Oxidative Stress in the Prefrontal Cortex as a Factor Responsible for Morphine Administration-Related Depression in Rats

  • H. Famitafreshi
  • M. KarimianEmail author

We examined the possible role of oxidative stress in the prefrontal cortex for the development of depression induced by course morphine administration. Thirty-two male albino rats were divided into four groups: control intact (CI), control saline-treated (CS), morphine (5 mg/kg) treated (M), and treated by combined injections of morphine in the above dose and 100 mg/kg N-acetylcysteine (M+NAC). Injections were performed daily during 14 days. After this, all animals were subjected to the forced swimming test. In all groups, after the experiment, the prefrontal cortex was removed and subjected to the assessment of oxidative stress. Rats of group M demonstrated a dramatic (severalfold) increase in the period of immobility in the swimming test, i.e., showed clear depressive behavior in this test. The malondialdehyde level in the prefrontal cortex of morphine-treated animals was much higher, while that of glutathione was significantly lower than those in animals of the control groups. The nitrite/nitrate ratio was also significantly lower in the M group. In group M+NAC, all above indices demonstrated clear trends to nearly full normalization. Thus, our experiments support the statement that morphineinduced depressive behavior develops, to a significant extent, due to intense oxidative stress in the prefrontal cortex. The above facts should, probably, be taken into account in the treatment of morphine addiction.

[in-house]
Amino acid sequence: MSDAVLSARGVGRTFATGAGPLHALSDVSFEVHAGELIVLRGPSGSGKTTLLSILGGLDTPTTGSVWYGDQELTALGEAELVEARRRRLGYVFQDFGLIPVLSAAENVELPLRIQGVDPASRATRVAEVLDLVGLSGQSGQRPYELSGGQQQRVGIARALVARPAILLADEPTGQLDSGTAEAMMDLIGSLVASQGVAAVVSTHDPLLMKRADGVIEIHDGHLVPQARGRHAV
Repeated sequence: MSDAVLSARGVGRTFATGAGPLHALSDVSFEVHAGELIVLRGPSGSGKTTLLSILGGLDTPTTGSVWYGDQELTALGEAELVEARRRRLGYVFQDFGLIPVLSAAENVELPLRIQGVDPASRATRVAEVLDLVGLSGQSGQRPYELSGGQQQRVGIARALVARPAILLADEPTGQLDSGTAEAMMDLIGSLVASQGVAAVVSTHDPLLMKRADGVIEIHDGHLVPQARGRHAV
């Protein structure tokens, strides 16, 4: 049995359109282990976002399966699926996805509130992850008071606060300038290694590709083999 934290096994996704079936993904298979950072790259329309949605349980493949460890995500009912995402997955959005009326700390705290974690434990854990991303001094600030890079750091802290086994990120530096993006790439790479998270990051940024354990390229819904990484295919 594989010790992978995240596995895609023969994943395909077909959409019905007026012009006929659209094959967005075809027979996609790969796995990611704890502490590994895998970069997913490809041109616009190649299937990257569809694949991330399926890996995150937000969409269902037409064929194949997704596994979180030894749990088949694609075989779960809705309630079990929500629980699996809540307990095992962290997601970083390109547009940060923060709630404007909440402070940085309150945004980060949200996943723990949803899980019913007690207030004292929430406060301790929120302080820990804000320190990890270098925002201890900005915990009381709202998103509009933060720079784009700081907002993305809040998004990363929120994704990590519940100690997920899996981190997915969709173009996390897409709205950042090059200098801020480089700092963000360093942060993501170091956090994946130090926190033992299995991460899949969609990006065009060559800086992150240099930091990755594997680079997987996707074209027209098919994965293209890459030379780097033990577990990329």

drug addiction morphine depression forced swimming test malondialdehyde glutathione nitrite/nitrate 


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© Springer Science+Business Media, LLC, part of Springer Nature 2019

Authors and Affiliations

  1. 1.Physiology DepartmentTehran University of Medical SciencesTehranIran

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